Saturday, December 23, 2017

The Chalk Man: The Book I Read in One Sitting

When talking about books, you always hear people say "I just couldn't put it down!" For The Chalk Man by C. J. Tudor, it was true. I read the entire novel in one sitting because I absolutely had to find out what was going to happen.

This book flips between the narrator's life as a 12 year old and his current life as a middle aged man. There are mysteries in both settings, clues being slowly revealed until the end, where there are many twists and turns.

Most stories have one problem, one mystery to be solved. I'm not spoiling anything (you find out the first page) that one of the problems is a murder that happened when the narrator was 12 years old. I thought this would be the only mystery. Boy, was I wrong! There are mysteries involving almost everyone in the story.

There was only one that I figured out. The rest I was surprised with, and instantly going back and rereading to realize that the clues were right in front of me! Go into this book trying to put the pieces of the puzzle together, and you really might be able to!

I give this book 5 out of 5 stars.

Blogging for Books gave me a free copy of this book in exchange for an honest review.

Saturday, November 25, 2017

How to Behave in a Crowd by Camille Bordas

To be honest, I selected How to Behave in a Crowd by Camille Bordas just based off of the cover. The titled intrigued me as well, although my fiancé thought I was reading a self-help book. 

This book is laced with humor and gives off a coming-of-age vibe. It reminds me a lot of the personal stories that David Sedaris writes. I yearned for this novel to be a true story of this boy's odd family, struggles, and triumphs. 

It was an enjoyable read, an easy read, yet for some reason it was hard to get through. Perhaps it was his awkward encounters and family a little bit too odd that made me not desire to read it. Or perhaps it was the fact that I couldn't relate well to a young boy as a narrator. I wanted to like it, and I did like it, I just didn't like reading it.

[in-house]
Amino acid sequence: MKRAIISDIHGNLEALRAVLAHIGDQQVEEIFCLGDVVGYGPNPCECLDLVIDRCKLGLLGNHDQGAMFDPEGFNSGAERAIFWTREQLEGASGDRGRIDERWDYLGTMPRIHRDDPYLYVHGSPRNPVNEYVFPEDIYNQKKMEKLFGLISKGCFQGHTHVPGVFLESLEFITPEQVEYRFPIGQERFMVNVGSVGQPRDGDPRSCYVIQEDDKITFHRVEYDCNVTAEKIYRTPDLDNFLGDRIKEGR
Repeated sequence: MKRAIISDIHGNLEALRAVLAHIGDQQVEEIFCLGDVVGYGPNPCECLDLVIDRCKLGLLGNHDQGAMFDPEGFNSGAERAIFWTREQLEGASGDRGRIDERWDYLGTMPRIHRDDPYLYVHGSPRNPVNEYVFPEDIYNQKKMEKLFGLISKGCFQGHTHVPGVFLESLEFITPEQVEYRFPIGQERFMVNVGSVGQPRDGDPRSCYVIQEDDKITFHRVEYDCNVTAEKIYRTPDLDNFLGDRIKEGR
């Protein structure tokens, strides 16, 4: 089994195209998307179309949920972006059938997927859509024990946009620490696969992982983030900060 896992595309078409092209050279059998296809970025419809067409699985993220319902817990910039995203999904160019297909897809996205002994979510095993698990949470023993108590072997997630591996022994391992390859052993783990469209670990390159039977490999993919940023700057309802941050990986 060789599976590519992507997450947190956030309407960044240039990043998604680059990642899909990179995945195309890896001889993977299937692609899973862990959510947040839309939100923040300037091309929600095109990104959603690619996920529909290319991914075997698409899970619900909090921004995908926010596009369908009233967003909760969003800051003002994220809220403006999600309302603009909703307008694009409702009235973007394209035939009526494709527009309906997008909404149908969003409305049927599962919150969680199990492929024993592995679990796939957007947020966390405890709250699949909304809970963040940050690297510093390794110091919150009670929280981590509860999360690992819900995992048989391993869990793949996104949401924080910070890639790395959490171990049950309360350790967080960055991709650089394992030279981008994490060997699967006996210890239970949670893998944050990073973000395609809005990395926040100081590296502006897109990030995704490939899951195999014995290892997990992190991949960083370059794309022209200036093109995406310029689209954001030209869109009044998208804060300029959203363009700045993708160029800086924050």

As I mentioned, it was enjoyable, and perhaps I will give it another shot. Out of five stars, I think I'd give it three and a half. 

I received a copy of this book from Blogging for Books in exchange for an honest review.

Sunday, September 10, 2017

Human Acts by Han Kang: My First E-Book

My favorite hobby is going to thrift stores and buying frayed, well loved books with dog eared pages and bent spines. I love putting a book in my purse or in my car and reading anytime, anywhere.

I have been wanting to read Human Acts by Han Kang for a while, and I decided to try an e-book. I am very disappointed, and it's not Human Acts' fault! Because this was my first e-book, I had trouble getting into the change from a print book to an electronic copy. I like to cuddle up and read, and it felt like a hassle to download the book and get an electronic devise every time I wanted to read a few pages. With that said, I will not be getting another e-book anytime soon. But about the book...

This book is an emotional story, centered around protests in South Korea. I love learning about different cultures, and not just the fun outfits or traditional food, but the deep stuff. The pain, the beliefs, the morals, the wars. And that's what this book is about, as it follows stories of pains and losses, and how people heal.

It is so interested to me to read a book with a plot so near and dear to the author himself. Since the book is about Han Kang's hometown, it makes the book even more special, with a feeling of importance in every chapter. This book was clearly special to the author.

I would recommend (a hard copy of) this book!

I received a copy of this book from Blogging for Books in exchange for an honest review.

Wednesday, April 12, 2017

Things I Never Thought I'd Say

When becoming a teacher, especially for younger grades (second grade over here!), you are expected to be positive, upbeat, and encouraging. I take it to a whole new level.

I’m so glad my only audience is a group of seven year olds. If any of my friends saw me, they would be so embarrassed. I literally jump up and down, clap my hands together, cheer, sing, and dance all so that my class has a good time learning. I actually kind of annoy myself. (But of course the kids love it.)